Architectural and artistic genius

The architectural design created by Safdie is awe-inspiring, encompassing two suspended cable and wood structures across a ravine that look like massive, bronze footballs. Their positioning is at opposite ends of one of the two ponds and they also function as dams over the ravine. The Great Hall here is a third of the stunning structures, used as a multipurpose public space.

Once inside, the first thing to catch my eye was, believe it or not, the ebullient docents wearing casual khaki-colored pants, long-sleeved white shirts and avocado-hued ties, which exuded a relaxing, very welcoming yet still professional ambiance that really let us know we were in for a very different museum experience.

The architecture here is simply amazing at every turn: countless floor-to-ceiling glass walls revealing the interior and outdoor walkways, ponds, landscaping and adjacent structures; grand ceiling heights; expansive exhibit spaces; and striking solid and contrasting paint hues.

One of the most appealing aspects is the gracefully curvilinear walls in some of the galleries, which lend to a feeling of movement as you move among the fabulous works of art, allowing visitors to gain a much different view and introspection than simply looking at a work head-on.

The museum’s focus is on American masterworks, reflected in its permanent collection spanning five centuries from the Colonial era to the present day, and a large number of its holdings are from the personal collection of Alice Walker, who is passionate about preserving art that depicts our America.

Contemporary works exhibited here include those of Georgia O’Keeffe, Norman Rockwell, Roy Lichtenstein, Andy Warhol, Asher B. Durand and Kerry James Marshall, among numerous others.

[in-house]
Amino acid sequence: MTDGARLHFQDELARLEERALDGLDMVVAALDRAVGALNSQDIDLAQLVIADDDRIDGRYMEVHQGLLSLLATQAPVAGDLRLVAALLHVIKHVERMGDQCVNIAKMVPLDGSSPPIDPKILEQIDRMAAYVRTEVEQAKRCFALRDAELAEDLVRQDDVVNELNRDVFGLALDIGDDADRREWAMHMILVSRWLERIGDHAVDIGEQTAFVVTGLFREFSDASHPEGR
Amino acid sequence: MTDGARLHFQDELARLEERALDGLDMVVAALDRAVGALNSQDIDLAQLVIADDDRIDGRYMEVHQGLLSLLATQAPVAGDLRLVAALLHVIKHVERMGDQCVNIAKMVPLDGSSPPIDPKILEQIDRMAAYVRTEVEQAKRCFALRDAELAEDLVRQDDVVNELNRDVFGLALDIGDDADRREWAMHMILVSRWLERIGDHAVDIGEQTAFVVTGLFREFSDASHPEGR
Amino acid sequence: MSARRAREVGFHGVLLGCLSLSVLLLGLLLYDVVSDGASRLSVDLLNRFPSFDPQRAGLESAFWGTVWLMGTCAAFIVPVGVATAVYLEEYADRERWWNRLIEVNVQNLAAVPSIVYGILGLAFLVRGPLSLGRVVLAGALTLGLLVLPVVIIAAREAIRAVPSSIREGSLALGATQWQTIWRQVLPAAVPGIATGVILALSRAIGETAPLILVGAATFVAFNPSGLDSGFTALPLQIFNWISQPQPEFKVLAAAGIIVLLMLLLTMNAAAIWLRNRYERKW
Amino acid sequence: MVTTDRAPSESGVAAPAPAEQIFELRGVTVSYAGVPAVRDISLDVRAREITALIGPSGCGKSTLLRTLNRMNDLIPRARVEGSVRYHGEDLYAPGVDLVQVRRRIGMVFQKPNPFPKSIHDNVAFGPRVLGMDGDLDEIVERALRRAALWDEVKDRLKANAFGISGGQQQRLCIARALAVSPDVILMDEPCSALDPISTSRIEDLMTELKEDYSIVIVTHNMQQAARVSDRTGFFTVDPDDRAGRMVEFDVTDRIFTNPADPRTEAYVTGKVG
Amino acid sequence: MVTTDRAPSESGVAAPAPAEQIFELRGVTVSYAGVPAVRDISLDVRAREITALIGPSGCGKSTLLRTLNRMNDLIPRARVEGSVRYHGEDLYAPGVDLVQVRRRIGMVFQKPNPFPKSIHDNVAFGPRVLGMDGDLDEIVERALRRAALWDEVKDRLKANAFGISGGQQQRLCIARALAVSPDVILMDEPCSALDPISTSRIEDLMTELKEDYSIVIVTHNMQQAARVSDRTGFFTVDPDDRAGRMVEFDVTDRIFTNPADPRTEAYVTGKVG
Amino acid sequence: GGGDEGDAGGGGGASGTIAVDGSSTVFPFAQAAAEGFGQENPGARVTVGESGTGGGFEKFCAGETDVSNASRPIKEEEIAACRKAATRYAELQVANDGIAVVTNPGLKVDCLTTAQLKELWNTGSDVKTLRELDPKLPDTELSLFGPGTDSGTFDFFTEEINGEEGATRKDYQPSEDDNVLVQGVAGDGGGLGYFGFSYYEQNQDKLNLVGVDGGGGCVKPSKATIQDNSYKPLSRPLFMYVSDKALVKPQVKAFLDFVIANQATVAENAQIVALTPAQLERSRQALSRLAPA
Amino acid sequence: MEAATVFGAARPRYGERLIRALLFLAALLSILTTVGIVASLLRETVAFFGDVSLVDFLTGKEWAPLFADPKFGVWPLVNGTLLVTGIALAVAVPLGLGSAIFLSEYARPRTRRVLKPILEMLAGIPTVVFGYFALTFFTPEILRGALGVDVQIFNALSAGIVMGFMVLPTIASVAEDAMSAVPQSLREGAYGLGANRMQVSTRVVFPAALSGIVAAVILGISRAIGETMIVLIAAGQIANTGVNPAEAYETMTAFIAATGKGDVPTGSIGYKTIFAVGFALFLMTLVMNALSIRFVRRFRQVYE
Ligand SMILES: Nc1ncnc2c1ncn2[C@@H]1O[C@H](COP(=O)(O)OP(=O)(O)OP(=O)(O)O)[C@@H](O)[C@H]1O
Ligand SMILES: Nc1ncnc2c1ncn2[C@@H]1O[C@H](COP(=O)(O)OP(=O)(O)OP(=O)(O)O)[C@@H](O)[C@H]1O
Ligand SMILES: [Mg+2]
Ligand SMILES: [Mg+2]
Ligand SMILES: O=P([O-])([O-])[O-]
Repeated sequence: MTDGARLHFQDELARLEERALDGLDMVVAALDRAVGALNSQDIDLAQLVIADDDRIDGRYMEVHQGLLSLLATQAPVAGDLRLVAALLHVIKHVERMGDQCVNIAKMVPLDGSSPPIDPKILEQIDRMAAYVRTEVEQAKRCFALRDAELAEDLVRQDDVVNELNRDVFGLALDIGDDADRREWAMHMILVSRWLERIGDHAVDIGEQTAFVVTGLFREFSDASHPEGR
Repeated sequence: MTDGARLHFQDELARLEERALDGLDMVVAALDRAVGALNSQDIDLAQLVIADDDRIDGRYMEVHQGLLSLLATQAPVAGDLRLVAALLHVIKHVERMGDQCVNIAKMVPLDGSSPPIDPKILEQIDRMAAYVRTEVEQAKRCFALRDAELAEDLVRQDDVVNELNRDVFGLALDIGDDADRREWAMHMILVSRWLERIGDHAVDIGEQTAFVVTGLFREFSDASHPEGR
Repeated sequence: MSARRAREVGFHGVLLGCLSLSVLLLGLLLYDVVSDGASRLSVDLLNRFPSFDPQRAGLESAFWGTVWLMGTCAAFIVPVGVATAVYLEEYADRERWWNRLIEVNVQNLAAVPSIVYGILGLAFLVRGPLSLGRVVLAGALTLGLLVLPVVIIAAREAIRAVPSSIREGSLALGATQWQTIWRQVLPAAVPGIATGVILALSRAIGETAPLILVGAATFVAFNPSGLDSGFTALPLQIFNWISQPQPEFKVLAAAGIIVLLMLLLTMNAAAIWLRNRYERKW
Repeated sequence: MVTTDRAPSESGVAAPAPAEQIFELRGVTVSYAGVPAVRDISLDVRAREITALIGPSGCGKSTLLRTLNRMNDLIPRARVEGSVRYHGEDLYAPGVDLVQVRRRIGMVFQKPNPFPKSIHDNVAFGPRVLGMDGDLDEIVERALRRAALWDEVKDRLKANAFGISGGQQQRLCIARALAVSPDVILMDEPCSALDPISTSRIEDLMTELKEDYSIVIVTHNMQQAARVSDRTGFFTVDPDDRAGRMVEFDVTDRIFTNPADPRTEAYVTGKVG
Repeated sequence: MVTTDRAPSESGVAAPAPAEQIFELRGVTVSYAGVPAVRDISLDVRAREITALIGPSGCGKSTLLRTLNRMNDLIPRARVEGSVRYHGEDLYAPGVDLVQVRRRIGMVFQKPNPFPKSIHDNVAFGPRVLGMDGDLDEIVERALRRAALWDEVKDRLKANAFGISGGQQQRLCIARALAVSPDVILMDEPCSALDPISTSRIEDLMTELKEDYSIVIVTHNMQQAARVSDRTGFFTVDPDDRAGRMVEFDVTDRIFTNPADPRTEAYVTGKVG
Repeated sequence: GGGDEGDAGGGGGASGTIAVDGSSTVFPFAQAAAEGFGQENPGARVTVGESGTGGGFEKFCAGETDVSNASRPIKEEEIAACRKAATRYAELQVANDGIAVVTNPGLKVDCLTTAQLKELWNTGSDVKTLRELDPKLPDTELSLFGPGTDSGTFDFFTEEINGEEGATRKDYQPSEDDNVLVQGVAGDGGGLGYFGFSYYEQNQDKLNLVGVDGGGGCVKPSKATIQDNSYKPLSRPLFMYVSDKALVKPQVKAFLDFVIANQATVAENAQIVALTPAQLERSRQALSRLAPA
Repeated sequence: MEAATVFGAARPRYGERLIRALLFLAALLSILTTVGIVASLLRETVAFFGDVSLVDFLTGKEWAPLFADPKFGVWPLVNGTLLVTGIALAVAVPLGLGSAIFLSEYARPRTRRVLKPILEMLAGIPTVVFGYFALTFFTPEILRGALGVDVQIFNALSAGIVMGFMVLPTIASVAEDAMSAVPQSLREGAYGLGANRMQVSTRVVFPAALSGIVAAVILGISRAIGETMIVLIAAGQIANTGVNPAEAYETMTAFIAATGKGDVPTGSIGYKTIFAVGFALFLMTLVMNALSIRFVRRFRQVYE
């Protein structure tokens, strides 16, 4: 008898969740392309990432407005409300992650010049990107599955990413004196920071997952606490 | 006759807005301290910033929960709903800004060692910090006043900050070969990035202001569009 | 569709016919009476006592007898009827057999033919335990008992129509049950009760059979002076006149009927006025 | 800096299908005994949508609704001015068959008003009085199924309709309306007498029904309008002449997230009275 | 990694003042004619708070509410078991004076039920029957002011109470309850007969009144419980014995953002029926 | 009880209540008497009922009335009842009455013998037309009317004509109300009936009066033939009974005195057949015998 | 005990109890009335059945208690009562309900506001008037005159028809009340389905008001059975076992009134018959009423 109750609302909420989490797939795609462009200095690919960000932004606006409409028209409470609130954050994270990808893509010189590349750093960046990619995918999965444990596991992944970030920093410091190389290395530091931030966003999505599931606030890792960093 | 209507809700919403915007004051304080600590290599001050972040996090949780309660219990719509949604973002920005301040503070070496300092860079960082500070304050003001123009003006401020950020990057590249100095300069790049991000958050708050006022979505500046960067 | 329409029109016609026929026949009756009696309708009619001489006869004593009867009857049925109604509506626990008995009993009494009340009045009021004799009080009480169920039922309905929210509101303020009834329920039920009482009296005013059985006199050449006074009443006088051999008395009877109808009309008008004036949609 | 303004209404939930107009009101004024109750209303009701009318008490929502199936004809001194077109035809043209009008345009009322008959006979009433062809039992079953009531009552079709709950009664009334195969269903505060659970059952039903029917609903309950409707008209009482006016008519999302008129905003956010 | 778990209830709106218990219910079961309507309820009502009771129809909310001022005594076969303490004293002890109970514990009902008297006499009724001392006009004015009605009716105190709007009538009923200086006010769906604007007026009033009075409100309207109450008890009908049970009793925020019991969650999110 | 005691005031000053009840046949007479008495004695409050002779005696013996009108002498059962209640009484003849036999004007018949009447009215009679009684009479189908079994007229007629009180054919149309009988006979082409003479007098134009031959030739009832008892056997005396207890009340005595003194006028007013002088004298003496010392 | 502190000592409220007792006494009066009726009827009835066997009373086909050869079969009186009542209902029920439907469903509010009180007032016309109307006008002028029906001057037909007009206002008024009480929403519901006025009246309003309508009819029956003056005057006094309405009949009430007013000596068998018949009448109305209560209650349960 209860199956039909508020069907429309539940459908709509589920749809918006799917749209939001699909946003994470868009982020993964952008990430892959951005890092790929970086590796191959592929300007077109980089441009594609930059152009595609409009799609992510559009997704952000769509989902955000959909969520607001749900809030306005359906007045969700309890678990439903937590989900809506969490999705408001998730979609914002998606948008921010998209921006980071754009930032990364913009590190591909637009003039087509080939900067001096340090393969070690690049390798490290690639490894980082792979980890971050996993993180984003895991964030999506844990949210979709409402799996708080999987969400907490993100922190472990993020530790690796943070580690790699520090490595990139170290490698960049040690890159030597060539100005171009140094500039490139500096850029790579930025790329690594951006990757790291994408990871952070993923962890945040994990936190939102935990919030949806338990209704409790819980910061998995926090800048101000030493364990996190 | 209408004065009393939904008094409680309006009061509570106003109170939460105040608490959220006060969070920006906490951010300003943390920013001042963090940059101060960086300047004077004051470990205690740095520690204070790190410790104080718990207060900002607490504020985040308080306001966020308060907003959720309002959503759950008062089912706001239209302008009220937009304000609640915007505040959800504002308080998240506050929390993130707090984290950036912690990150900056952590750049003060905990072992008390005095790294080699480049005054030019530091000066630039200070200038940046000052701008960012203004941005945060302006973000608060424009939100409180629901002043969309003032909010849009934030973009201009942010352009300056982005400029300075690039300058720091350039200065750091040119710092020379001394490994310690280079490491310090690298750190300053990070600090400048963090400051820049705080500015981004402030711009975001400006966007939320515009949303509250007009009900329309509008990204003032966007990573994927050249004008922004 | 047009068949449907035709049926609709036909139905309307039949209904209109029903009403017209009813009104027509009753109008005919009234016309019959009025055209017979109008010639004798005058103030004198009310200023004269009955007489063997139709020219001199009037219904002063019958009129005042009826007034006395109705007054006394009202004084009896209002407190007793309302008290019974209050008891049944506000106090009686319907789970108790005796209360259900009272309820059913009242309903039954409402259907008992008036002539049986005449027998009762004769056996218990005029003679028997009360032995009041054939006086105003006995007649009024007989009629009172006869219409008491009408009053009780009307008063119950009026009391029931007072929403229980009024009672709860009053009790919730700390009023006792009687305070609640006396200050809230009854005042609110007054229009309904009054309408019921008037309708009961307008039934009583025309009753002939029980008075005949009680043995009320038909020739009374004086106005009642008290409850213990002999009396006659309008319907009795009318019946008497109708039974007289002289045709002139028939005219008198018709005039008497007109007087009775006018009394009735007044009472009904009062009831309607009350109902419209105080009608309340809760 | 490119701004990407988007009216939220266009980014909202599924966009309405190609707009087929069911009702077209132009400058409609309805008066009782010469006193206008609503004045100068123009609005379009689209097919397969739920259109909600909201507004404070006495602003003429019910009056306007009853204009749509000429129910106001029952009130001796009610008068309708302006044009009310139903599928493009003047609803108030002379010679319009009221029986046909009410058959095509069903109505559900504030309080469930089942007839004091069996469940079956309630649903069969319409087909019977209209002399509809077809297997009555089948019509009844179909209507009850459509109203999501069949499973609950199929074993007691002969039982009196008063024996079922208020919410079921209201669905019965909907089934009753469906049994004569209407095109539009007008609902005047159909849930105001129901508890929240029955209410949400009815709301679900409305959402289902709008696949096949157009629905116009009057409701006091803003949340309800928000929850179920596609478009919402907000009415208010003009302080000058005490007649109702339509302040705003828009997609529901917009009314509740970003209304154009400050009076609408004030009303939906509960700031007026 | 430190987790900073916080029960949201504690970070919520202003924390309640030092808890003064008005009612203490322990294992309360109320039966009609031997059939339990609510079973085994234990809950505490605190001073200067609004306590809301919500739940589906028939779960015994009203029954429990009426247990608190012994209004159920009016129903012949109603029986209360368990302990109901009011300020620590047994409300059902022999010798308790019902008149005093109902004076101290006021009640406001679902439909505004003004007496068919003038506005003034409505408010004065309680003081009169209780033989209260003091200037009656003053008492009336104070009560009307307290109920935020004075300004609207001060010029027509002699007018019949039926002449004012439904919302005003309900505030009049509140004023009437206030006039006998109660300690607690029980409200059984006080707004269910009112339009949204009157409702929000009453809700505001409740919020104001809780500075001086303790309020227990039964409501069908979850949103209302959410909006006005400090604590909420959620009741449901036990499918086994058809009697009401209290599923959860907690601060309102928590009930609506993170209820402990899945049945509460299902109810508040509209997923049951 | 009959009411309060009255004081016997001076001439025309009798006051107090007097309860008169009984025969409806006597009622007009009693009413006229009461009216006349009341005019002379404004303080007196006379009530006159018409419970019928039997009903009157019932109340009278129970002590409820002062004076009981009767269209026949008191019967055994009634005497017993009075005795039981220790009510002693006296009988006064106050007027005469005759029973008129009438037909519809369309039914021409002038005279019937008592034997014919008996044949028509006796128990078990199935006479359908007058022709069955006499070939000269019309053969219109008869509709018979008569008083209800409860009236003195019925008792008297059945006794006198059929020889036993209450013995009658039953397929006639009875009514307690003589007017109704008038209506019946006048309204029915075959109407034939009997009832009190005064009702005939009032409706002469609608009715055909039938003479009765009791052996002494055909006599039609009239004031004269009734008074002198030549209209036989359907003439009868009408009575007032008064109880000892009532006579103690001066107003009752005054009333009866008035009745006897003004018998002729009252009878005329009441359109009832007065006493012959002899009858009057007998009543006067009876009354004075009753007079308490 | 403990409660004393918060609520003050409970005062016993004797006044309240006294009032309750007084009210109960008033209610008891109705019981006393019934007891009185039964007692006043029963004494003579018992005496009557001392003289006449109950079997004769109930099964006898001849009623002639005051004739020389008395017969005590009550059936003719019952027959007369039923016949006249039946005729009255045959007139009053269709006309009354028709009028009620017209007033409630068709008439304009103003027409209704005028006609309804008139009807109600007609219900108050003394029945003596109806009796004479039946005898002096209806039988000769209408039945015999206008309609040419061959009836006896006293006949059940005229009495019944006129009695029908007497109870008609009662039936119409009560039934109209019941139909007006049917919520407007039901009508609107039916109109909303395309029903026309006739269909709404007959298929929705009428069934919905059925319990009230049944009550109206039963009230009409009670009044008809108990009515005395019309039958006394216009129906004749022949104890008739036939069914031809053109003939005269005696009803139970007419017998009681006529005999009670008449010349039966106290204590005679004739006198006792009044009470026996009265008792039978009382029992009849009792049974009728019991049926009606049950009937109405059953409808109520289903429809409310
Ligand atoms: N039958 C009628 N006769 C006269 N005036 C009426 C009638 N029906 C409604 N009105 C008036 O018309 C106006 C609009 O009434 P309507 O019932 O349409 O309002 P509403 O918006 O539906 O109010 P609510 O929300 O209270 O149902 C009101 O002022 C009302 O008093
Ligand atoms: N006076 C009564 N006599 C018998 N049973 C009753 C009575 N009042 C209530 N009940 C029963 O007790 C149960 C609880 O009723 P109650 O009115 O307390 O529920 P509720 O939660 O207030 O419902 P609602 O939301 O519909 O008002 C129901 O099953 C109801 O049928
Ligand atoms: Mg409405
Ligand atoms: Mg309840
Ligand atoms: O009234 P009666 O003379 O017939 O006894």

Walton is so passionate and committed to the educational and cultural development of northwest Arkansas and to exposing people to great American artworks that the museum is free, making it accessible to all who want to learn, explore and enjoy.

Time for a Nosh

In a glass-enclosed bridge overlooking the ponds, you’ll find Eleven, the museum’s coffee bar and in-house, casual, order-at-the-counter cafe at lunch and upscale restaurant at night.

Again, unlike your typical museum cafe-restaurants, the cuisine here is a step above–fresh, wholesome and innovative, encompassing Midwestern and Southern comfort food specialties created with produce and other items from local farmers and food artisans.

Among the many savory and delectable items on the menu are an award-winning chicken salad sandwich, beans and cornbread, an Ozark-style margherita pizza, shrimp and grits (this dish was delicious!), a variety of tasty salads, pan-roasted salmon, a beef filet, burgers and a handful of vegan dishes. If you care to enjoy a meal on the grounds instead, picnic lunches are available seasonally as well.

This is just the beginning of our exploration of Bentonville, Ark. And there are so many more exciting things to come.

Lysa Allman-Baldwin writes for numerous online and print publications, including as the cultural travel writer for and as a senior travel writer for, an Afrocentric travel website. Lysa can be reached at

Resource List

  • Bentonville Convention & Visitors Bureau: 479-271-9153,
  • Crystal Bridges Museum of American Art: 479-418-5700,
  • Eleven Restaurant at the Crystal Bridges Museum: 479-418-5700